Russia accelerates military build-up in Kurile Islands

Russian Defence Ministry orders to accelerate construction of military facilities in Kurile islets where Moscow and Tokyo claim their territorial rights since World War Two

Photo by: Reuters
Photo by: Reuters

Updated Jul 28, 2015

Russian Defence Minister Sergei Shoigu on Monday ordered to speed up the military construction and civilian infrastructure in the Kurile archipelagos on which Russia and Japan have long been claiming territorial and maritime rights since the end of the Second World War.

The Russo-Japanese dispute over the islets known as the Kuriles by Russia and the Northern Territories by Japan has been sourcing from the Soviet occupation during the Manchurian Strategic Offensive Operation at the end of World War II.

As being a chain of islands in the middle of the Pacific Ocean and Sea of Okhotsk between Russia’s Kamchatka Peninsula and Japan’s northern island of Hokkaido, the Kuriles constitute the backbone of Russia’s territorial and maritime disputes with Japan.

Shoigu was reportedly said to have ordered the military build-up on the islands which currently belong to Russia since the Soviet annexation, a military move that has never been recognised by Japan.

Russia has recently increased its military presence on the disputed islands which sparked Japan’s outrage since Tokyo has long been claiming that the Kurils were part of its territorial integrity and demanding the return of the archipelagos.

The Kurils consist of several large and small islands, but Tokyo has only claim over the islands of Iturup, Kunashir, Shikotan and Habomai.

The genesis of territorial claims and maritime disputes between Tokyo and Moscow can be traced back to the 1904 Russo-Japanese War, at a time when Russia was defeated by Japan and left the southern part of the Kurils, including Sakhalin island to the sovereignty of Tokyo.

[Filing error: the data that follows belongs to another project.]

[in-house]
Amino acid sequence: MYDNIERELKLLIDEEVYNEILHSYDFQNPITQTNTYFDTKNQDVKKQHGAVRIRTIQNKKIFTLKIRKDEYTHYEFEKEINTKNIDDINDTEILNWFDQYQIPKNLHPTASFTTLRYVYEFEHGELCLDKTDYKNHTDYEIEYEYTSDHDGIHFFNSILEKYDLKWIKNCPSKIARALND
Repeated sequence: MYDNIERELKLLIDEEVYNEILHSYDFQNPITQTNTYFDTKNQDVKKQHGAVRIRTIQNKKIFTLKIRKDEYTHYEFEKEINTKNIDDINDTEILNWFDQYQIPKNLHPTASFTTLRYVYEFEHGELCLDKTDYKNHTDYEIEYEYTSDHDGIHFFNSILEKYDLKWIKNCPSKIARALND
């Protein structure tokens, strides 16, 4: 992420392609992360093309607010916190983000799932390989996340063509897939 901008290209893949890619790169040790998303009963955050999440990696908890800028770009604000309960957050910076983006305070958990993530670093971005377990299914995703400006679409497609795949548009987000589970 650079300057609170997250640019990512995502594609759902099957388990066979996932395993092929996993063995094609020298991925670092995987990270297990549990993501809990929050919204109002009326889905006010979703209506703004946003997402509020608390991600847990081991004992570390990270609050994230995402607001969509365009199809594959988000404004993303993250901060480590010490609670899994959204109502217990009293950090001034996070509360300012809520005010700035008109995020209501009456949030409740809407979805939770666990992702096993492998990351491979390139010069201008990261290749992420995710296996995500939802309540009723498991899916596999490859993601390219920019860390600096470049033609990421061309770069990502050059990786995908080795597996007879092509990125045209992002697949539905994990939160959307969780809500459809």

Russia’s military drive on the Kurils has coincided with China’s effort to increase its territorial claims and military presence in the South China Sea.

Both Beijing and Moscow have recently increased their military and security ties since Russia has come under severe criticism and political-economic pressure by the West in the wake of annexation of Crimea and Ukraine crisis.

Russia and China have launched a military drill in the Mediterranean last month and the parties also agreed to practice military exercise in the South China Sea where Beijing was also exposed to harsh criticism over its military build up on the Spratly archipelagos by the US, Japan and the ASEAN nations.

Meanwhile, Japan has also territorial disputes with China due to some uninhabited islets nationalised by Tokyo in 2012 to which Japan calls Senkaku, and China calls Diaoyu in the East China Sea.

Japanese Prime Minister Shinzo Abe’s incumbent Liberal Democratic Party last month signed off a bill in the parliament that would expand Tokyo’s role in regard to the security issues in and around greater Asia-Pacific region.

Japan’s move towards redefining its new military role through reordering the pacifist constitution enables Tokyo to fight abroad and it signals a huge policy change from its conventional isolation for the first time since the Second World War.  

TRTWorld and agencies